EDUCATION ON THE BORDER: The myths and realities of teaching on "La nueva frontera"





James Torrens, s.j.
UIA Tijuana

Translating from one language to another is really slippery. You can't just put a Spanish word into an English look-alike. "Revelar" means "to develop film," but "reveal" does not; "actual" means "contemporary," but not in English; nor does "compromiso" carry over as "strong commitment;" "embarazo" is not a safe equivalent of "embarrassment" (!); and "frontera" often translates in English as "border," not "frontier." "Historia" may not mean "history" at all but rather "story." The slight shifts in nuance are the hardest to spot.

A big challenge to thinking in a second language comes in what you might call a "split." The verb "hacer" in Spanish splits into "do" and "make." "Do" connotes action, whereas "make" connotes a kind of artistry or physical shaping of things. That blunt distinction, however, relatively easy to grasp, only begins the fun, because the words occur in hundreds of idioms, such as "do your duty," "do your best," "make a fuss," make a nuisance of yourself," etc., etc. Logic only goes so far in getting it right!

Spanish gets its revenge in the split of the verb "to be" into "ser" and "estar," which also can be clearly explained but devilishly hard to apply. The present writer has never really mastered them. A lesser split of this kind comes with "quality," which appears in Spanish mostly as "cualidad" but sometimes as "calidad," to mean, "prime (or inferior) quality." Here's another one that comes up all the time and takes a real shift in one's programming. The singular noun "gente" goes into the plural, "people," in English. It's very hard to get used to.

In its written form, English seems to enjoy multiplying the obstacles, most of them by way of crazy and unpredictable spelling. Many words of the same spelling have different sounds, like the two versions of "read" or "lead." Many words of similar spelling have different sounds, like "beat" and "great," plus the notorious series of "through," "though," "tough," "trough" and "thought." English has twice as broad an inventory of vowels and a huge vocabulary, much of it Germanic and much more of it French or Latin in origin, thanks to multiple invasions of the British Isles. If any general statement can be made about spelling differences, perhaps it consists in this, that English abounds in double consonants, like "mission" and "application" and "effect," but that Spanish avoids them like the plague, except for the double 'c,' as in "sección" and "fracción," and an occasional double "r" (¿correcto?).

But the challenges of written English do not stop there. Three observations, in particular, are worth making. First, the apostrophe is completely foreign to Spanish and tends to remain so. The difference between "it's" and "its" remains a mystery to many capable writers of English as a second language. The same can be said of other such bugaboos as "there's/theirs" and the difference between singular and plural possessives ("my sister's car," "my parents' insurance policy"). Second, following the tendency of German, English tends to jam words together in various ways. That includes compound adjectives, joined by a hyphen, as in "sweet-smelling flower" or "heavy-handed action." It includes using nouns as modifiers of other nouns (as in "ski slope," "auto race"), often making hyphenated compounds of these (as in "candle-holder," "pace-maker"), or even joining the two words completely (as in "farmhand," "workplace," "seashore"). This tendency of English is at work in the simplest conjunctions, prepositions, pronouns, such as "however," "therefore," "into," "someone," "everybody." The Spanish speaker will hear, and often write, these as two words-"sin embargo," "por lo tanto," "dentro de," "cada uno," "¿por qué?"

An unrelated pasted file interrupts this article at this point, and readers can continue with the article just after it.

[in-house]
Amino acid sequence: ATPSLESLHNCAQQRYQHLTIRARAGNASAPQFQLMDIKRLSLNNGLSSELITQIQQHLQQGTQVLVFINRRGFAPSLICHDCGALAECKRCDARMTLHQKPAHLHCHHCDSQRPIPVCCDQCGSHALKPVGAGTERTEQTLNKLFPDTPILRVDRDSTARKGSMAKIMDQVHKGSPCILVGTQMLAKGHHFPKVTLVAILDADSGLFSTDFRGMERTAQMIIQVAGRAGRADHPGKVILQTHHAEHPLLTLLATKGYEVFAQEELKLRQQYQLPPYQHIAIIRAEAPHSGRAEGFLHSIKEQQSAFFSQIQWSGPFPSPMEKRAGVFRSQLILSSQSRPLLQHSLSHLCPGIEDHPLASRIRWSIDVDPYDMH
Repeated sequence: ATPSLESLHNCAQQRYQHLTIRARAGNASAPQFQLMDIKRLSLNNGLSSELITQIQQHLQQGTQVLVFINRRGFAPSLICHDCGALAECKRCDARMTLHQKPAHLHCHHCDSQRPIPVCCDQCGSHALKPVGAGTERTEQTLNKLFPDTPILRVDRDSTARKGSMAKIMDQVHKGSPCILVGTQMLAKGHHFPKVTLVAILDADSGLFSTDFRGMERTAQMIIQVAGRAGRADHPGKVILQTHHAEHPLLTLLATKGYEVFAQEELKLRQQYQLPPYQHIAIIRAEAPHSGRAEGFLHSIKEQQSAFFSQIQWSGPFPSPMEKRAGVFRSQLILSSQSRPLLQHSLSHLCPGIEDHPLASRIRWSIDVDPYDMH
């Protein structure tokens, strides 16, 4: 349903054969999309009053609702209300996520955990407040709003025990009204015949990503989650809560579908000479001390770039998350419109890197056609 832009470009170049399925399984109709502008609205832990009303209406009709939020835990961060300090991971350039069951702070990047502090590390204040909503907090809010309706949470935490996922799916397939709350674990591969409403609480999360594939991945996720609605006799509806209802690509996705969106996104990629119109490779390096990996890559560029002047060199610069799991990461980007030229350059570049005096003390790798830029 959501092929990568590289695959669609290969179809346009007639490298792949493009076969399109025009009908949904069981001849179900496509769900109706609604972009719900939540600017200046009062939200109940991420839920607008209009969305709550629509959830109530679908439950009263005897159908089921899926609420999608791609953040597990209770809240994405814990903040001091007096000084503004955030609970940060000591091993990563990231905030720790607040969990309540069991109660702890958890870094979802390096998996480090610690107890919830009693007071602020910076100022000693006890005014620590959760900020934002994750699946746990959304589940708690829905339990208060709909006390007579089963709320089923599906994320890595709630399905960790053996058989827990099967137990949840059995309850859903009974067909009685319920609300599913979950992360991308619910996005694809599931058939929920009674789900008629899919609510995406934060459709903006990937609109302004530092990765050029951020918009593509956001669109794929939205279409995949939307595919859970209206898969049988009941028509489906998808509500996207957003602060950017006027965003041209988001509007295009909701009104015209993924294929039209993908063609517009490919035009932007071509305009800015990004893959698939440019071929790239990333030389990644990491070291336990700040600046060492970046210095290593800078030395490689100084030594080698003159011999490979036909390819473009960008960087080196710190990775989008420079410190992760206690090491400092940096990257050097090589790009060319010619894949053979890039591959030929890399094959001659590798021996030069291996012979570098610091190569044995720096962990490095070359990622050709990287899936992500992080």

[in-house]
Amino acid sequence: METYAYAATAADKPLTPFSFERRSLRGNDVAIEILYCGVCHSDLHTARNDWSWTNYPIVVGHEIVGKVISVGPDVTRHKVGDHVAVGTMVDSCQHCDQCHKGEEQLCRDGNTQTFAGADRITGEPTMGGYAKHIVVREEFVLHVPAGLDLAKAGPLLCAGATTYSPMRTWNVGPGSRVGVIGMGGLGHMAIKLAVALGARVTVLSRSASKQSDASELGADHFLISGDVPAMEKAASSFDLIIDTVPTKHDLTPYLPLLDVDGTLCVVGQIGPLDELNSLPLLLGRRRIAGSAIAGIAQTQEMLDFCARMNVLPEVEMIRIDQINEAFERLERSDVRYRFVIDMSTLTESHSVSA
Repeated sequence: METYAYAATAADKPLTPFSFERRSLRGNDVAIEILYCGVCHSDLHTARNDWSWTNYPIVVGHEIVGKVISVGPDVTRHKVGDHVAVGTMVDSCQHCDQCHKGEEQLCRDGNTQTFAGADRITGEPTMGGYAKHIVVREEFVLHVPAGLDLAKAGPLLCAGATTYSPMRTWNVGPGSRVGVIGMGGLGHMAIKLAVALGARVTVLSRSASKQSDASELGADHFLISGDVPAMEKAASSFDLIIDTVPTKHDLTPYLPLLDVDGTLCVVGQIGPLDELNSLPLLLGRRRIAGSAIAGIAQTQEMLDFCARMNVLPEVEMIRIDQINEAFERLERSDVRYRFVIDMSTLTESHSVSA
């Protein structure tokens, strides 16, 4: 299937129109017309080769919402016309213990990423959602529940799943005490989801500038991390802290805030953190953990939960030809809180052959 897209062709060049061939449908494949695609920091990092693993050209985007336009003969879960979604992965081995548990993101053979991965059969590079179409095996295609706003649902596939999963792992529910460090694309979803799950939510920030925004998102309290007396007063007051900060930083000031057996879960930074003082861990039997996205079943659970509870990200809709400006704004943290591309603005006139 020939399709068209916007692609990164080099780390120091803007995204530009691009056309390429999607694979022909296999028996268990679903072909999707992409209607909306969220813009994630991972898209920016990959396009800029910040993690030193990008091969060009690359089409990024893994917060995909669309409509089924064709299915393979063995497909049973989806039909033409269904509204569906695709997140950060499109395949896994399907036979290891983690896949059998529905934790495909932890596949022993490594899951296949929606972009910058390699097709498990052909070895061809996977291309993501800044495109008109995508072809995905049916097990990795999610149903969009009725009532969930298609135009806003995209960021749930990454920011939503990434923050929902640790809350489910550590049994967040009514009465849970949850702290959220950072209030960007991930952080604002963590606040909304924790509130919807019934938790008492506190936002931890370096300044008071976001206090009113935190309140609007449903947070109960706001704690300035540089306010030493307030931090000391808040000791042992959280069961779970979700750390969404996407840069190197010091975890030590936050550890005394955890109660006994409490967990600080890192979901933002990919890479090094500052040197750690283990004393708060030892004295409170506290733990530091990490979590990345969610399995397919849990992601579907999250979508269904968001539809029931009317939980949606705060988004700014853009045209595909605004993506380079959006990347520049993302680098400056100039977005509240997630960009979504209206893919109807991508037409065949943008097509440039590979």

Thirdly, to open Pandora's box very wide, let's take the matter of capitalizing. It is minimized in Spanish, maximized in German, and in English used for all proper nouns, and proper adjectives. "El inglés," "un país latino," "un alcalde mexicano," "el presidente Fox" becomes "English," "a Latin country," "a Mexican mayor," "President Fox." The same tendency to capitalize affects the titles of books, articles, poems, etc., which tend to start with a capital in Spanish, and that's all, whereas they will have many more capitals in English. El laberinto de la soledad, by Octavio Paz, becomes The Labyrinth of Solitude.

There are multiple other features not just of writing, and spelling in English, but of thinking in this deceptively simple language. One is the love of those verbal nouns, the gerunds, which in Spanish tend to mutate to infinitives or to simple nouns. "Boxing is on T.V. right now" becomes "El boxeo se está mostrando en la tele." "Parting is such sweet sorrow" might become "Es amargamente dulce despedirse." "Despedirse" displays that Spanish love of the reflexive verb. How often the reflexive takes over in place of that very common feature of English, the passive voice. "My wallet was found in the lavatory" comes out "Se descubrió mi cartera en el baño." The distancing of actions from their agents by means of the reflexive form-as in "Se me cayó el vaso," "I dropped the glass"-is a wonderful quirk of Spanish, and no doubt the very best place to let this whole subject lie (not "lay"!).

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Posted on

February 16, 2015